155 Earthquakes Shake Japan on New Year’s Day, 30 Dead, Thousands people Displaced

On Tuesday, around 33,000 families were still without electricity. Additionally, a number of crucial national arteries, including key highways, are closed, making it difficult for army officers and medics to provide emergency services.

On January 1, 2024, a slew of powerful earthquakes rocked Japan, killing at least thirty people, but officials were still unsure of the exact extent of the devastation. Up to 155 earthquakes have struck the island nation since Monday, the Japan Meteorological Office reported, including a 7.6 magnitude jolt and another more than 6.

Soon after the original earthquake, authorities warned of impending tsunamis, with waves as high as five feet slamming the nation. According to news agency Reuters, some 33,000 households were still without power on Tuesday. Additionally, a number of crucial national arteries, including key highways, are not operating, which makes it impossible for army officers and doctors to provide rescue services.

The preliminary earthquake, which struck in the middle of Monday afternoon with a magnitude of 7.6, forced residents of several coastal areas to evacuate to higher ground as tsunami waves approached the west coast of the nation. Cars and a few houses werehed into the ocean by the waves.

The most recent information about earthquakes in Japan is as follows:

The area of Japan most severely damaged by the earthquakes is the relatively isolated Noto Peninsula, where thousands of army soldiers have been sent. However, damaged and blocked roads have hindered rescue efforts, and one of the area’s airports had to close because of runway faults. According to Reuters, a number of train services and aircraft into the region have also been canceled.

Since a series of earthquakes rocked the nation, 38 flights have been canceled, according to Japan’s Transport Ministry, which also stated that four expressways, two high-speed rail services, 34 local train lines, and 16 ferry lines had been shut down. This was reported by Reuters. However, the Japan Meteorological Office has issued a warning that stronger shocks may yet strike the country in the coming days.

The extent of the devastation caused by the earthquake on Monday and the several that followed was still becoming clear. News images from the scene showed many burned-out homes, buildings that had collapsed, sunken vessels at a port, and people without power freezing as the temperature dropped over night. Sunken boats could be seen in Suzu City’s fishing port in aerial news footage.

Videos showed how the earthquakes in Wajima started a large fire that burned a row of homes. People carrying babies and others carrying blankets were being evacuated in the dark. The Wajima Fire Department’s duty officer claimed that the volume of rescue calls and damage reports was overwhelming them, and that since Tuesday am, the number had been steadily increasing.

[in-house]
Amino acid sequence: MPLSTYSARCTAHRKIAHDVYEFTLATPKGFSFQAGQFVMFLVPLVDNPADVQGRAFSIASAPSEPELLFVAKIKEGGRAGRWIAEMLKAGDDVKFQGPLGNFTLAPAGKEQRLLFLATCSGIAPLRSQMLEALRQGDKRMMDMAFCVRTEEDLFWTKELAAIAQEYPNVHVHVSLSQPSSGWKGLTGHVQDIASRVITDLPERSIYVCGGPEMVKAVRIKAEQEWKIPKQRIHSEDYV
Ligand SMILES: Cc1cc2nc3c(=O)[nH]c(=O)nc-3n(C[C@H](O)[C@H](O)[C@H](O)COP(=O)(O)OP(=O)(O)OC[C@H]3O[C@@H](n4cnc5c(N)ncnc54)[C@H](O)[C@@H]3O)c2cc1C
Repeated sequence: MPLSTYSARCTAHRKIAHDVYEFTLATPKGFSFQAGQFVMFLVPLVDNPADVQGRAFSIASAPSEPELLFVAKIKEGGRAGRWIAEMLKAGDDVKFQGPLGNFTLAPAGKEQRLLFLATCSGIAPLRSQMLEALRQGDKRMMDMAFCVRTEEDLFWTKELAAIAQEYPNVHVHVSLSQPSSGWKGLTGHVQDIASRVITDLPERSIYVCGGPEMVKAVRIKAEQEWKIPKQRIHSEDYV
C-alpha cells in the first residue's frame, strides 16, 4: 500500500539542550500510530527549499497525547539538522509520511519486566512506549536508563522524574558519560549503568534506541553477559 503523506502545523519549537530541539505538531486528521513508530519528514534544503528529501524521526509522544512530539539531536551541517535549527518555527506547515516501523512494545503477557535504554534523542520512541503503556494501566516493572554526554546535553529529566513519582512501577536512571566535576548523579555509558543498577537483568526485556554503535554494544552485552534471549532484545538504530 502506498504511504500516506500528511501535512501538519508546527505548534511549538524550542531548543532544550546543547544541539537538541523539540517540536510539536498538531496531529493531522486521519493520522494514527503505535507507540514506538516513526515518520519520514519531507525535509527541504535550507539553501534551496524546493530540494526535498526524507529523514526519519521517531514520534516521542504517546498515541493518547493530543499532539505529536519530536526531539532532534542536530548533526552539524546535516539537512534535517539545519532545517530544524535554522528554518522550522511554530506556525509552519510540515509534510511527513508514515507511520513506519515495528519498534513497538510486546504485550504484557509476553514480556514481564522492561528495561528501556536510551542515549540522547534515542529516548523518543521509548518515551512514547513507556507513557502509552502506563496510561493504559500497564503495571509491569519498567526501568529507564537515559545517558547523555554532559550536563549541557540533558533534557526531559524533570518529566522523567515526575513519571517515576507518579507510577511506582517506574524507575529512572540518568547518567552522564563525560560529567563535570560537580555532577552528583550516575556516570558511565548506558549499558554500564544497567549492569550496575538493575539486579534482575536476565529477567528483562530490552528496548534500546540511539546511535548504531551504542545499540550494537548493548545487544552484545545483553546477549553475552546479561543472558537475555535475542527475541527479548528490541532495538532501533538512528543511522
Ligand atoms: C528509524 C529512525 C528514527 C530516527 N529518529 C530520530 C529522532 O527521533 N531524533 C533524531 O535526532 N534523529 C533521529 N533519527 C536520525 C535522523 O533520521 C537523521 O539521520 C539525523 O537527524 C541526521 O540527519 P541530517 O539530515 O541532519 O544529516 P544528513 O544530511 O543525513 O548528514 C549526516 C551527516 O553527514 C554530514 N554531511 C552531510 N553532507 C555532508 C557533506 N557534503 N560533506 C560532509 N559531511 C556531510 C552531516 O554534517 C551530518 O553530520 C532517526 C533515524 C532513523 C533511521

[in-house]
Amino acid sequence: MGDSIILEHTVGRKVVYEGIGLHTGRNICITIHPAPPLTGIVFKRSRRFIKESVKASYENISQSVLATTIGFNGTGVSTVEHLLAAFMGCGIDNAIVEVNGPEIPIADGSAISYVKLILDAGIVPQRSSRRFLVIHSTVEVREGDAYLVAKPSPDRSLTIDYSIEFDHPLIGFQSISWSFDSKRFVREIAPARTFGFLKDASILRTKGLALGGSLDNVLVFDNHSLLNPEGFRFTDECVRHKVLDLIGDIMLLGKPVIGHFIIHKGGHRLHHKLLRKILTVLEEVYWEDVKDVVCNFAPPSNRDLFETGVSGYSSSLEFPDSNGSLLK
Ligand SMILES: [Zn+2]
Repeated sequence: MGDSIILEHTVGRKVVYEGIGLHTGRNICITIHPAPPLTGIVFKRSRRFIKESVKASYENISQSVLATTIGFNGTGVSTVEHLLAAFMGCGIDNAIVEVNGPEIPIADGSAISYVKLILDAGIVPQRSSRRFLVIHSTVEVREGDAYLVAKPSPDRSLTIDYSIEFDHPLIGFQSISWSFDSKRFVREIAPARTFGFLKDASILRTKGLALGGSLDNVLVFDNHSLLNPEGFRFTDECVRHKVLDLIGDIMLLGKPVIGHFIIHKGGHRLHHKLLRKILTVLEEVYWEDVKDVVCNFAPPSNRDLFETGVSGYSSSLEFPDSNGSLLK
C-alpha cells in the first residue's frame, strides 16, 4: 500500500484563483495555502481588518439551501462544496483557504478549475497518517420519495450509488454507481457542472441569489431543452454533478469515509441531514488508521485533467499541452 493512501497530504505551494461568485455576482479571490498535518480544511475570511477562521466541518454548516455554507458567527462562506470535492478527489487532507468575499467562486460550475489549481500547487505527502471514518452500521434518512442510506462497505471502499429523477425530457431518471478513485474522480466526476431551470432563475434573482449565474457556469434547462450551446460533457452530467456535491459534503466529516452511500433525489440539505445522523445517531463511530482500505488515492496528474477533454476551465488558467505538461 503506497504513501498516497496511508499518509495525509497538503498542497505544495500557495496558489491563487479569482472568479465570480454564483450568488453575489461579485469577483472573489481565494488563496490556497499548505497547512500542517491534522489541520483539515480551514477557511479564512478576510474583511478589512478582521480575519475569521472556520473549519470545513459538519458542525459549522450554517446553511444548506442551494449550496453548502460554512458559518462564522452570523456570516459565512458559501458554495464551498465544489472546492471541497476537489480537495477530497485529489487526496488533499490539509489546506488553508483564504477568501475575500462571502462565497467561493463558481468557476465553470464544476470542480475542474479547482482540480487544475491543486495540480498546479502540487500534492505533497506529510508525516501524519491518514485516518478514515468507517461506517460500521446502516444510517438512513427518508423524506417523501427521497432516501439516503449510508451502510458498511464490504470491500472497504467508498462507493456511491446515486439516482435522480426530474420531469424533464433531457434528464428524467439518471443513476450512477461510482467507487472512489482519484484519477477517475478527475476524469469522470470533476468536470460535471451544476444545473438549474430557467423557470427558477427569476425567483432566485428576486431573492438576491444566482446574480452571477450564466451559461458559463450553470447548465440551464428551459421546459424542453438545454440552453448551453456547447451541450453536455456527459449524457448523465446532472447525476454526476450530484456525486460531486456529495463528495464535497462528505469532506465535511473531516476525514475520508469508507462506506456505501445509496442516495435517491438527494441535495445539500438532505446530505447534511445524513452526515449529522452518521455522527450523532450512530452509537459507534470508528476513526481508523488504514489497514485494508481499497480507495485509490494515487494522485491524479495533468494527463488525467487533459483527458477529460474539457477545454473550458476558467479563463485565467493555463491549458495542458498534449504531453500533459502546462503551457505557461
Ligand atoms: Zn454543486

According to AFP, which cited the Defense Ministry, tens of thousands of people had been told to evacuate, with roughly 1,000 people staying at a military post. As of Monday night, nearly 97,000 residents of nine prefectures on Honshu island’s western coast had been requested to leave, according to the Japanese government. According to Reuters, these individuals slept in school gymnasiums and sports facilities.

As of Tuesday, some 33,000 homes in the prefecture of Ishikawa were still without electricity. According to NHK, most of the northern Noto peninsula’s regions lack access to water as well. Up to 700 families in the nearby prefecture of Niigata were still without electricity. According to news agency Reuters, West Japan Railway said late on Monday some 1,400 people were still stranded on four halter bullet train trips between Kanazawa and Toyama cities.

Japanese Prime Minister Fumio Kishida told reporters late Monday that he has directed search and rescue teams to use “whatever means available” to reach the earthquake-affected areas. “The search and rescue of those impacted by the quake is a battle against time,” he said during an emergency disaster meeting on Tuesday, in remarks shown on television.

Following the massive quakes in Japan, Russia, South Korea, and North Korea issued tsunami warnings. The western shore of Sakhalin island, as well as the mainland Primorsk and Khabarovsk areas, are under threat from a tsunami, according to the Russian state news agency TASS. Meanwhile, a tsunami measuring less than 3.3 feet struck South Korea’s east coast in the aftermath of Japan’s huge earthquakes. Separately, North Korea issued tsunami warnings for its coast, warning of probable 2-metre-high waves.

US Vice President Joe Biden stated that the US was prepared to provide Japan with any assistance that was required. “As close allies, the United States and Japan share a deep friendship that brings our people together.” “During this difficult time, our thoughts are with the Japanese people,” he continued. The United States and Japan are both members of the Group of Seven (G7).

Japan is prone to earthquakes, and the government has tight laws in place to ensure that buildings can withstand significant jolts, for which it conducts emergency exercises on a regular basis. The most recent quake before Monday’s was on March 16, 2022, with a magnitude of 7.3 off Fukushima that killed two people and injured 94 more. The biggest disaster in the country’s history occurred on March 11, 2011, when a 9.0 magnitude earthquake and tsunami struck northeast Japan, killing over 20,000 people and leaving many more missing. It also caused a meltdown in Fukushima, resulting in one of the biggest nuclear disasters since Chernobyl.